Sultan Ibragimov, who was on the other side of the heavyweight title eliminator against Ray Austin that ended in a draw, fared a bit better than his last opponent on Saturday night. Ibragimov improved his record to 20-0-1 with a first round knockout of Javier Mora, who was a late replacement opponent, taking the spot of WBO champion Shannon Briggs, who has pneumonia or asthma or whatever it was this time.
The fight lasted just 46 seconds, beating out Wladimir Klitschko's second round (1:23) knockout of Austin in Germany on the same day.
When Saturday's scheduled still had Briggs/Ibragimov on the slate, there was a mild chance that we'd have gotten at least some clue about the future of the heavyweight division from that day's bouts. Klitschko was an obvious winner from the moment that that joke of a mandatory was signed, but there was intrigue in Briggs/Ibragimov -- at least, as much intrigue as there can be for a crap champion and a rather uninteresting challenger.
The heavyweight division really hit the shits the moment that Shannon Briggs wheezed and gasped his way through a flurry (to be fair, a rather heroic flurry) in the 12th round of what was an absolute rotten dog of a fight last November against Sergei Liakhovich, becoming the new WBO champion. At the time, we had the Soviet Bloc Party going on -- Klitschko, Liakhovich (in whom I was a big believer), Maskaev and Valuev.
Now, we've got Briggs instead of Liakhovich, and Briggs and Maskaev are paper champions if ever we've seen them. Maskaev and his handlers are too chickenshit to take a fight with Samuel Peter, who has twice done what he had to do to earn the shot, and the WBC is too chickenshit to let Maskaev just lose to Peter, as neither is a bankable star, and Maskaev never will be. That's why they want Maskaev/Vitali -- it'll at least have the novelty of being Vitali Klitschko's comeback, and then if Vitali hurts himself in the ring, or he's just rusty and loses, you've got Maskaev with a big fight under his belt, and he can make more money against Peter.
Or, Klitschko wins, and you've got Peter really beefing against Vitali and the WBC. The ducked powerhouse that no one wanted to fight against the returned hero, saving us all, a star when the heavyweight division was on its final legs, yet not quite dead.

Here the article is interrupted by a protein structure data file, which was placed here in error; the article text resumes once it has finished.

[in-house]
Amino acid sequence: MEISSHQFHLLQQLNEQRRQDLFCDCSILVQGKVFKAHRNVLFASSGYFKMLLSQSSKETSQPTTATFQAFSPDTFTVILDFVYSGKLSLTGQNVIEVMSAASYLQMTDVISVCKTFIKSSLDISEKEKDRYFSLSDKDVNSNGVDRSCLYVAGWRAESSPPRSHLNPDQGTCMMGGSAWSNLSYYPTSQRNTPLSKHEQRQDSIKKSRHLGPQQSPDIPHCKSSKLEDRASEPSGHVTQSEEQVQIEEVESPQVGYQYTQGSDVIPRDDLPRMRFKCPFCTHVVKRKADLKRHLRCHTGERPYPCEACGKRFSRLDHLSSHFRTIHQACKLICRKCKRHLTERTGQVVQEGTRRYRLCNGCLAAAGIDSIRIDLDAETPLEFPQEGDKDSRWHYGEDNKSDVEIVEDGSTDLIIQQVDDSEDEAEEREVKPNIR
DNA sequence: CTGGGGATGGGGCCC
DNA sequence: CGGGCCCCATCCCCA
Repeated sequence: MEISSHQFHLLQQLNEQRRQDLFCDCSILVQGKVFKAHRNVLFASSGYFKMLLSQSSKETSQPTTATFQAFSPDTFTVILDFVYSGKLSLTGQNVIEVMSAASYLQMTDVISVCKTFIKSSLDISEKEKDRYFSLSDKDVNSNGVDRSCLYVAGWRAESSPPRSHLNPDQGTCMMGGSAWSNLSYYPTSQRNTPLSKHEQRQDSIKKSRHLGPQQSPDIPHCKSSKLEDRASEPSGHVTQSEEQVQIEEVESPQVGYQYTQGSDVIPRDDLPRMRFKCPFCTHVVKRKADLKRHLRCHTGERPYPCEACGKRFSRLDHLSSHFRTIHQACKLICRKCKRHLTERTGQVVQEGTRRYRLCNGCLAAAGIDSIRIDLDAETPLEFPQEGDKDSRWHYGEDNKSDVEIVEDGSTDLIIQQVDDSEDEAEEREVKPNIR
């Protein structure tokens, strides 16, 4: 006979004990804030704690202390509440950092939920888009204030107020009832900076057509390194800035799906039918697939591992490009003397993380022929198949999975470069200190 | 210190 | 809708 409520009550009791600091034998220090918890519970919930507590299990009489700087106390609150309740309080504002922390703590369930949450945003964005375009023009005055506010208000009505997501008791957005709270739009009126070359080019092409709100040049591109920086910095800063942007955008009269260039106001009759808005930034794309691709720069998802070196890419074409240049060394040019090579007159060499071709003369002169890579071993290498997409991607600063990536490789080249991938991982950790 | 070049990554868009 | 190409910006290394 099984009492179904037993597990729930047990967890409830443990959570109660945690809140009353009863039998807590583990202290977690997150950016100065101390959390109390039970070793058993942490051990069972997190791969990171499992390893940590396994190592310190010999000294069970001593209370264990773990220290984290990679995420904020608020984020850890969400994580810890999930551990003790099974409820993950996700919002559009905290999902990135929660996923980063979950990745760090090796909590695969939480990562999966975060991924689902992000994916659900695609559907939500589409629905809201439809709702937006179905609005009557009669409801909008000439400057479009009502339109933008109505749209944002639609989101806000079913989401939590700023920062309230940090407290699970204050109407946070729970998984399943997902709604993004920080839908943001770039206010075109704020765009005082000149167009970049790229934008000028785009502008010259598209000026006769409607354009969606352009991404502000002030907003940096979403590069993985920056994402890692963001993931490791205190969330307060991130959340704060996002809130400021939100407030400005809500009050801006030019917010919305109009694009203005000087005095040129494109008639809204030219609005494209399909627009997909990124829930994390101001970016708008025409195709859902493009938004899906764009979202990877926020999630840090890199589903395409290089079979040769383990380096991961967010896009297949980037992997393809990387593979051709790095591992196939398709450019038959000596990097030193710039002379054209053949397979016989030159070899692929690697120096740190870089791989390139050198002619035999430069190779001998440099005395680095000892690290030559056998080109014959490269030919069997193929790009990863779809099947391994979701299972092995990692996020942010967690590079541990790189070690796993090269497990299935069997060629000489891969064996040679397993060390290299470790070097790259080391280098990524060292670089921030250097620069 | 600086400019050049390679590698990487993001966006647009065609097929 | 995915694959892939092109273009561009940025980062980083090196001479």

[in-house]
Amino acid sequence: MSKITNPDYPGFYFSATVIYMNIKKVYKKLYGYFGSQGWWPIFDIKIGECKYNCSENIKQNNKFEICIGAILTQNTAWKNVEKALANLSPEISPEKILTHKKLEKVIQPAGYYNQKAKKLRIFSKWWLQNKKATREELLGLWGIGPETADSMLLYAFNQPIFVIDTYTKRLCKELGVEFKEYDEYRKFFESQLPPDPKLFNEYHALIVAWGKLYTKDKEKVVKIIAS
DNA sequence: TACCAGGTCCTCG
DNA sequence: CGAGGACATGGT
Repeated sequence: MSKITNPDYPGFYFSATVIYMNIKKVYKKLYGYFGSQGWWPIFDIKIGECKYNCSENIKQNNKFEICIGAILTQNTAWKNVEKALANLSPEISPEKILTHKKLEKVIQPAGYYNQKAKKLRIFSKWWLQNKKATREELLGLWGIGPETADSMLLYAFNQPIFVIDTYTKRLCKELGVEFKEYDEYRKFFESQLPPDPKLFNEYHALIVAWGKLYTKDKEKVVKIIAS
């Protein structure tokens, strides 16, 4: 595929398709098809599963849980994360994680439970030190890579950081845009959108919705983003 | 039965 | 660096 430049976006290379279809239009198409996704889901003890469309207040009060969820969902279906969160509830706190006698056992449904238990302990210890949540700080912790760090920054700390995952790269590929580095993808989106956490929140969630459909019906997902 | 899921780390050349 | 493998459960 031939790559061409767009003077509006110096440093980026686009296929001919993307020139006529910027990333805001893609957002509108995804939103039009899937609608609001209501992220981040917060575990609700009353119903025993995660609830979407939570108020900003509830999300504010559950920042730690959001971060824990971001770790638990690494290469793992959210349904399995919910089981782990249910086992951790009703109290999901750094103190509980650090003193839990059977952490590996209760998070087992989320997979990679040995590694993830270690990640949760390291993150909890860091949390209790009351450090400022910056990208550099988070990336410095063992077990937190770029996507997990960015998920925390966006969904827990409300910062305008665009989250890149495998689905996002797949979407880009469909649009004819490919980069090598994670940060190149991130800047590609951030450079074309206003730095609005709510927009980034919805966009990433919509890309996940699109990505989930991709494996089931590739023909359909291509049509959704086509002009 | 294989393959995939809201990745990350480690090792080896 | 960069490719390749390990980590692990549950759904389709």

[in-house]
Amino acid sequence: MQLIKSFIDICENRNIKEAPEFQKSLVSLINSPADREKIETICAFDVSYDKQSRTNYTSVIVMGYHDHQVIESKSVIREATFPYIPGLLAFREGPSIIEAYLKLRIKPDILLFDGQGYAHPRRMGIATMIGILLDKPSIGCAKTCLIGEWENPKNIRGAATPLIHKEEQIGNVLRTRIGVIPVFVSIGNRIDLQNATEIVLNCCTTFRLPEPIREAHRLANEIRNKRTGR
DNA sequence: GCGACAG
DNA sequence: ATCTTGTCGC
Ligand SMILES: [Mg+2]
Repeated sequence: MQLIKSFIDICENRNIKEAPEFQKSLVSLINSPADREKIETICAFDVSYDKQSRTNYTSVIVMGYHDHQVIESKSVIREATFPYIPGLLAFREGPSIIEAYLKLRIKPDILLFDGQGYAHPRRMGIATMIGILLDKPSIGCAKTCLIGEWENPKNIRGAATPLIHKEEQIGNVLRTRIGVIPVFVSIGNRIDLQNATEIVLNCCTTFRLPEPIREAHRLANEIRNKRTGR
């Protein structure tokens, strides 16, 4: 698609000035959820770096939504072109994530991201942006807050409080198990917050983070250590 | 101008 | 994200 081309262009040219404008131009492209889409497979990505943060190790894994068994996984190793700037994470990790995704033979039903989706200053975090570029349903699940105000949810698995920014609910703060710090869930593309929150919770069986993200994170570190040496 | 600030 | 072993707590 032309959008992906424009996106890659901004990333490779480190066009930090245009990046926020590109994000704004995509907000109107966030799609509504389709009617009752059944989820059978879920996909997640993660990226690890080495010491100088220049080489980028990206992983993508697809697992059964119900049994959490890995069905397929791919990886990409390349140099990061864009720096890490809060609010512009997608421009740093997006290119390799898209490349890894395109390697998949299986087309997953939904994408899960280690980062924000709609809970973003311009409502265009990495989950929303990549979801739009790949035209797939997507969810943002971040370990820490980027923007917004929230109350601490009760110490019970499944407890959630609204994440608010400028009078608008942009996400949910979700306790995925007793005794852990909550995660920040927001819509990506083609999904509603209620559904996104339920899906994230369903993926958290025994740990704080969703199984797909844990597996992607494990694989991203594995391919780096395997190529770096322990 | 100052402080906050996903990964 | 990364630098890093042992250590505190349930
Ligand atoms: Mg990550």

As for Wladimir Klitschko, you almost have to feel bad for him. He beat the hell out of Chris Byrd, fought an undefeated Calvin Brock and knocked him out in seven rounds, and then got stuck against a sorry challenger that didn't belong anywhere near the same ring as Klitschko. Everything about it was evident, from hand speed (Klitschko remarked, almost apologetically, that Austin was much slower than his sparring partners) to body language. Ray Austin seems like a guy worth rooting for, and he's got a story that deserves rooting, but it was a complete farce, and everyone knew it.
Now, we have Klitschko, who sounds like he's begging for a worthwhile opponent; Valuev, who will fight and likely defeat Ruslan Chagaev; Maskaev, who is entangled in all the political bullshit between the WBC, Vitali Klitschko and Samuel Peter; and Briggs, who is a flake and is likely to be dumped in his first defense, so long as it's against someone that will engage him, which Liakhovich curiously never attempted.
And the rest of the division has some promise here and there, but there is not a single legitimate possible superstar to be found. Wladimir Klitschko is a damn good fighter. Samuel Peter is a damn good fighter. Vitali Klitschko might still be a damn good fighter. Maskaev is tough and a professional, and is no pushover, but he's not going to get anyone excited. Briggs -- again -- is a flake. Valuev is a sideshow attraction despite his legitimate desire to hone his craft.
The depth isn't there, and the governing bodies make it so goddamn impossible for us to see a heavyweight fight that we actually might want to see that it's futile to hope we're going to see Wlad Klitschko take on Samuel Peter again, a fight that could look very different -- from both sides -- than their first encounter, which was very good.
It's not QUITE as bleak as some make it out to be, but the heavyweight division is an absolute clusterfuck, and the more fights like Klitschko/Austin we get, the more people are going to just give right up. I think everyone wants to like the heavyweight division, because the aura of a big-time heavyweight fight is how most fans, at least in America, came to love the sport. But you can't be mad about it forever. And at this point, I just think it's all a shame.